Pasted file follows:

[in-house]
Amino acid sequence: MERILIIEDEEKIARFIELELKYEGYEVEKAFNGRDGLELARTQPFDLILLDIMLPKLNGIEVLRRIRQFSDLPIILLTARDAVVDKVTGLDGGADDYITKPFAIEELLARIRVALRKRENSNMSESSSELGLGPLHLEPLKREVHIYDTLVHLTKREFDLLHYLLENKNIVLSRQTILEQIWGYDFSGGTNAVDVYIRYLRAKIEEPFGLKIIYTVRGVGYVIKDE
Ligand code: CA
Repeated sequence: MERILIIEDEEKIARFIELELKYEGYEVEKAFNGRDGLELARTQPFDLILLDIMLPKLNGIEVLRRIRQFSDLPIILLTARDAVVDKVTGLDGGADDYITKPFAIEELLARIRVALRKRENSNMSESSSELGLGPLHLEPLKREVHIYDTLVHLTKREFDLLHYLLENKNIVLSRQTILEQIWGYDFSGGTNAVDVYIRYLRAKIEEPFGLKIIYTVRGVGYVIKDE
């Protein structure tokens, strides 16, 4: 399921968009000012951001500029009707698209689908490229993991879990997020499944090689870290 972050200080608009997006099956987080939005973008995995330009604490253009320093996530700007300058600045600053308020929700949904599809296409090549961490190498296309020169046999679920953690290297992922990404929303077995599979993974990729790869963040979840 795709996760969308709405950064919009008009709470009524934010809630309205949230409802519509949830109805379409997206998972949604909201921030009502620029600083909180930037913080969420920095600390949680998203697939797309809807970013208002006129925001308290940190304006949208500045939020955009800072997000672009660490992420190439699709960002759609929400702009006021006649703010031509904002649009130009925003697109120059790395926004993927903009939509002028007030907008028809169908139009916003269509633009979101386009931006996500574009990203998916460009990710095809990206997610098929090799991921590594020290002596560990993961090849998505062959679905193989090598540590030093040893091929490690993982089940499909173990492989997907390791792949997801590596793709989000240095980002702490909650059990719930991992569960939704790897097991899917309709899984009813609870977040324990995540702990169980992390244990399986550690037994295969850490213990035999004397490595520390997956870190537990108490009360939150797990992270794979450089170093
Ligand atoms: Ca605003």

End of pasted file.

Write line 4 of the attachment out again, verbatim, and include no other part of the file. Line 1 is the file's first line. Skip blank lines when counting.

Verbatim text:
Repeated sequence: MERILIIEDEEKIARFIELELKYEGYEVEKAFNGRDGLELARTQPFDLILLDIMLPKLNGIEVLRRIRQFSDLPIILLTARDAVVDKVTGLDGGADDYITKPFAIEELLARIRVALRKRENSNMSESSSELGLGPLHLEPLKREVHIYDTLVHLTKREFDLLHYLLENKNIVLSRQTILEQIWGYDFSGGTNAVDVYIRYLRAKIEEPFGLKIIYTVRGVGYVIKDE